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    A couple of magazines-W.I.Life and the B.M.C. magazine do come in the compostable bags now. It's a start and perhaps other organisations will follow their example.


    We used to have a doorstep delivery of milk from a local dairy but they got taken over by a larger firm and deliveries used to come after I'd left the house in the morning so we started buying milk from the supermarket.


    I did buy some stainless steel straws last year but haven't used them yet. Every now and then DH's back goes and he finds it hard to sit up properly so has to use a straw when he has a drink.
  • Spider_In_The_BathSpider_In_The_Bath Forumite
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    THIRZAH wrote: »
    ...I did buy some stainless steel straws last year but haven't used them yet. Every now and then DH's back goes and he finds it hard to sit up properly so has to use a straw when he has a drink.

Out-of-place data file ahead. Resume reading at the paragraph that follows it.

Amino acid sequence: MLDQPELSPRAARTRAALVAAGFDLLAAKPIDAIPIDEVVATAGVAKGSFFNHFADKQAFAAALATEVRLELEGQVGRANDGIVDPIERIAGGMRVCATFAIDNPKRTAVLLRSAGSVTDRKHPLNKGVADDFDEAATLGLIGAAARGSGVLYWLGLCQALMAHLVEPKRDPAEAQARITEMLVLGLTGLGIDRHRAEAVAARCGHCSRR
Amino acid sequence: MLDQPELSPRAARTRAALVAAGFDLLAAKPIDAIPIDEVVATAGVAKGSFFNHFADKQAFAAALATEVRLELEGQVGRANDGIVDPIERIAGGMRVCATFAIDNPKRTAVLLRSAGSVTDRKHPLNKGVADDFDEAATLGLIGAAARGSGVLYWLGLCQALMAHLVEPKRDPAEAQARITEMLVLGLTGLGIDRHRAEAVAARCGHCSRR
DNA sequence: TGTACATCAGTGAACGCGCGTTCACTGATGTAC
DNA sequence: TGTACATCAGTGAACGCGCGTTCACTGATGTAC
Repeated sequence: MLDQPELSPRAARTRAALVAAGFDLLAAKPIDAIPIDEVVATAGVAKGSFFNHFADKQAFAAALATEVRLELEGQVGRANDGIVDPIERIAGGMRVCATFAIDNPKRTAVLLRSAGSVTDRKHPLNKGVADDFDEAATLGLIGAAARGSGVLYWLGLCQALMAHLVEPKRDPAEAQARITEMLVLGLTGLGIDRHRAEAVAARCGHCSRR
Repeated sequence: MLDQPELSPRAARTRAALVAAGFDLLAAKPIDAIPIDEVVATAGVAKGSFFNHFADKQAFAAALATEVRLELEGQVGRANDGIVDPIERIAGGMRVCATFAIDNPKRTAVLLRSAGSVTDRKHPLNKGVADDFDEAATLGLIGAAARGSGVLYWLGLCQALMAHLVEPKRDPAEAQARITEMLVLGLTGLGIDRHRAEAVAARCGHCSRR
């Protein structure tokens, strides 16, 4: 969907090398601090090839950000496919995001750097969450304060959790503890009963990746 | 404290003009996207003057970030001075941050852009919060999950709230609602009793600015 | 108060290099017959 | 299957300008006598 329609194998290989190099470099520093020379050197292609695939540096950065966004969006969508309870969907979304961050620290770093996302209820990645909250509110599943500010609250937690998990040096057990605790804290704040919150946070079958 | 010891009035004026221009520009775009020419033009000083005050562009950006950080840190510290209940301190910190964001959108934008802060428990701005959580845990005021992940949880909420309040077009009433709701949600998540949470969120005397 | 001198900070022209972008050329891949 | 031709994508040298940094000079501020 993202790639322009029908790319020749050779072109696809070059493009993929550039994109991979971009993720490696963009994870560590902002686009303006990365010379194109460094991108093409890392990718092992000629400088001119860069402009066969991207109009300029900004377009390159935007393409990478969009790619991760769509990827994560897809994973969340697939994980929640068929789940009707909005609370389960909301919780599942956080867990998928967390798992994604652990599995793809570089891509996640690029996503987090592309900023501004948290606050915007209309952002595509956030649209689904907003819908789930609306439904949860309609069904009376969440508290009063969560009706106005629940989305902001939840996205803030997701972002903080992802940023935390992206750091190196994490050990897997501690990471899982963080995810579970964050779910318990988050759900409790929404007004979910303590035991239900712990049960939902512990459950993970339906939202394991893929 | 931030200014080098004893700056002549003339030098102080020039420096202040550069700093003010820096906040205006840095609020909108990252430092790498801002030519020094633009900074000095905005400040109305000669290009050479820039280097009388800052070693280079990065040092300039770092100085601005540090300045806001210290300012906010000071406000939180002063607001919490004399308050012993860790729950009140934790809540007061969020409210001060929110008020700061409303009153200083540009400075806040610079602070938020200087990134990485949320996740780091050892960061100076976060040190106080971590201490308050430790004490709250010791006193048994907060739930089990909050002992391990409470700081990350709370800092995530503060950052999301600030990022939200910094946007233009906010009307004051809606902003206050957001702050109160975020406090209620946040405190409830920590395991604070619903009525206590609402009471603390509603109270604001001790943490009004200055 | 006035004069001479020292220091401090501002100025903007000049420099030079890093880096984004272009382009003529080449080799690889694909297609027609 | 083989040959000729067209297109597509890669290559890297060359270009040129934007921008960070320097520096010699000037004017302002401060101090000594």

Off topic.

    I have a really bad back (fused bones and prolapsed discs) so when mine goes out fully I cannot even get out of bed.

    I have one of these drinks bottle:

    Not the cheapest (you can usually get them on sale if you don't mind the colour). But you cannot spill the drink and you can control the flow of liquid too. Beware they keep hot drinks warm for a very long time so you may need to add a splash of cold to the drink. Also good at keeping drinks cold too.

    I have found them to be much better than a straw.
  • greenbeegreenbee Forumite